Belek – Dylan Frittelli was the third in a growing band of young South Africans to win on the European Tour this season and he is keen to impact in his debut in the Turkish Airlines Open this week.
An infectiously positive character, Frittelli put the play-off heartbreak of the Volvo China Open to bed when he won the Lyonness Open in Austria in June.
He continued to rubber-stamp his rise with a fistful of strong finishes that boosted him to 39th in the Race to Dubai rankings. Not surprisingly, the 27-year-old from Johannesburg will lead the six-man South African challenge in the $7-million limited field event, which tees off at the Regnum Carya Golf and Spa Resort from 2-5 November.
It’s definitely not a bad place to find oneself at the business end of the season.
“When I started the year, I definitely didn’t see myself sitting here, talking about my season over an ice cream in the patisserie of the Regnum Carya,” said a smiling Frittelli on Tuesday.
“I set two goals for myself at the start of the season – to keep my European Tour card and to win a tournament. It happened a lot earlier than I expected. But that’s the thing with goals. When you go for that one big goal, it often opens door for you down the road.”
Frittelli rose to number one in the South African Amateur Rankings before he started a scholarship at the University of Texas. He departed Texas with a degree in geography and the honour of landing a third NCAA Men's Golf Championship title for the Longhorns with a 30-foot putt on the 18th green.
He diligently worked his way via the European Challenge Tour to the main circuit, where another typically efficient display has defined his rookie season.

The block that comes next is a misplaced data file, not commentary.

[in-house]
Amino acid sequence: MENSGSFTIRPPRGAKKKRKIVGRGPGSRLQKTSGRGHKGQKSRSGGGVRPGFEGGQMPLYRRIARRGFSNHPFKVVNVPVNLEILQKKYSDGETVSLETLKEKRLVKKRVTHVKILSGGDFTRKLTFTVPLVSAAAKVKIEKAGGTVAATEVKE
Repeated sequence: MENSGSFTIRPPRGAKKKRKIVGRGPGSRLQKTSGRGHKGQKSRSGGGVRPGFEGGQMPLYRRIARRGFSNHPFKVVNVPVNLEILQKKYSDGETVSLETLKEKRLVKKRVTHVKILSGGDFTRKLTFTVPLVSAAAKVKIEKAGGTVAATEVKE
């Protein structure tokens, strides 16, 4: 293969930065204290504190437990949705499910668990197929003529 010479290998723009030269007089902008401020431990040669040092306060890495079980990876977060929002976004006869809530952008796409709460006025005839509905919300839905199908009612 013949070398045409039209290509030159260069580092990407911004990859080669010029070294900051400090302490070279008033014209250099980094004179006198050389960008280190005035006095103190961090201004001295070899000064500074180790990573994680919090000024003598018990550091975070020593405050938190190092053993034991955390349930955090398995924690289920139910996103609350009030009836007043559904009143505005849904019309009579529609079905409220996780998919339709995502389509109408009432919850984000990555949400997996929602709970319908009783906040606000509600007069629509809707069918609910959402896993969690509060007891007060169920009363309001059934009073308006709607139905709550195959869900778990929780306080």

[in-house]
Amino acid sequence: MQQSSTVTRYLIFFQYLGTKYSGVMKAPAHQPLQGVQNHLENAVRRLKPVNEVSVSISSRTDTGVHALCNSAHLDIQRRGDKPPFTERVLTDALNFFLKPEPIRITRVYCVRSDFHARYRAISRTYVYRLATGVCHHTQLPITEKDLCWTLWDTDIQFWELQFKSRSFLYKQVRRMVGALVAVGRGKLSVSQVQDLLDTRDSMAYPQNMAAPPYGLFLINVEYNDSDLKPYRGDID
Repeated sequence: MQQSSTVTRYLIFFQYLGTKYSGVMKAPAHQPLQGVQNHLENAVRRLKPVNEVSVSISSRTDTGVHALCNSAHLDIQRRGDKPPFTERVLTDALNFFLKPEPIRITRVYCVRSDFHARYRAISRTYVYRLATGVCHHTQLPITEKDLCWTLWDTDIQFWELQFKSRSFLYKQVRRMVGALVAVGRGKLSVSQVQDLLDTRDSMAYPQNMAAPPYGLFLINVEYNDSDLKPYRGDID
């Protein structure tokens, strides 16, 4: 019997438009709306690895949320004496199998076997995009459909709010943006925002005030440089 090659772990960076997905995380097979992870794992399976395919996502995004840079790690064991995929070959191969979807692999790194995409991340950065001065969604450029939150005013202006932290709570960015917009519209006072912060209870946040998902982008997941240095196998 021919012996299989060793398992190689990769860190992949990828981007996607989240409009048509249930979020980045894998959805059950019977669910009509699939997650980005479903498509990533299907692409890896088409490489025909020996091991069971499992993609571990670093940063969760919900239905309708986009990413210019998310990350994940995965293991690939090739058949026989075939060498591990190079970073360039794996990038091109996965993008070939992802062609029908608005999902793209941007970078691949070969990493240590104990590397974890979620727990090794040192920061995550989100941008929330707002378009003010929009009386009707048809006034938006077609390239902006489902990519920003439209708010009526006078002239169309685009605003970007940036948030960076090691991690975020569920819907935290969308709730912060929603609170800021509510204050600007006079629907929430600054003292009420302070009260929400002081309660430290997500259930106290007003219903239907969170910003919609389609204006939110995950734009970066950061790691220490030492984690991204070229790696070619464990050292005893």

“You know, I didn’t even think about the Rolex Series because it was still months away,” he said.
“When I was an amateur, I used to set myself lots of little goals. At this level, though, that can be distracting. So I choose just one main goal.
“My only aim at the start of the year was to go for broke in the first part of the season to try to build to a victory. Now I’m here in Turkey. Next week I’ll be playing my first Nedbank Golf Challenge, another dream come true. And then it’s on to the DP World Golf Championship.
“Starting this week, I have three chances to break into the top 30 on the Race to Dubai before the season ends. That would qualify me for the Open Championship next year. In 2018, the goal will be breaking into the top 50 in the world rankings, so I can qualify for all the majors. I believe that you have to have setbacks and go trial and error to find what works for you. Once you’ve got that, the rest falls into place.”
Frittelli, who will tee it up alongside compatriots George Coetzee, Brandon Stone, Dean Burmester, Richard Sterne and Haydn Porteous, liked the look of the course after two practice rounds.
“The course is in immaculate condition and it’s a ball striker’s course,” he said. “The longer hitters will definitely have an advantage. The greens are quite big, but they all have tricky sections, so you have to hit it in the rights spot. It definitely plays into the strengths of my game and someone like Dean, who hits it a land mile, should also do well here.”
Over the last 12 months, Frittelli has added a European Tour title to his two Challenge Tour trophies, qualified for the Rolex Series and he is ready to take on the world’s elite. Of the course, though, he is just as proud of the work he has put in on his physique.
“I’ve always loved surfing, but I used to be too scrawny to surf with the big guys,” he said.
“Although I’m probably still a 16-20 handicap in the surf, at least now I’m big enough to paddle out to the big waves at the back.
“You know, you asked me about my season highlights. Winning the Lyoness Open was the pinnacle of my career, but the absolute highlight of my season was playing with surfing legend Kelly Slater in the Alfred Dunhill Links Championship.
“He won the world championship 11 times, but can that guy play golf. He could easily play the pro circuit. He was around one and a half putts better than me in all three rounds in Scotland and he was sinking everything from 1 foot to 15 feet. And he is such a class act. I’m already wondering if I can request to play with him again next year.”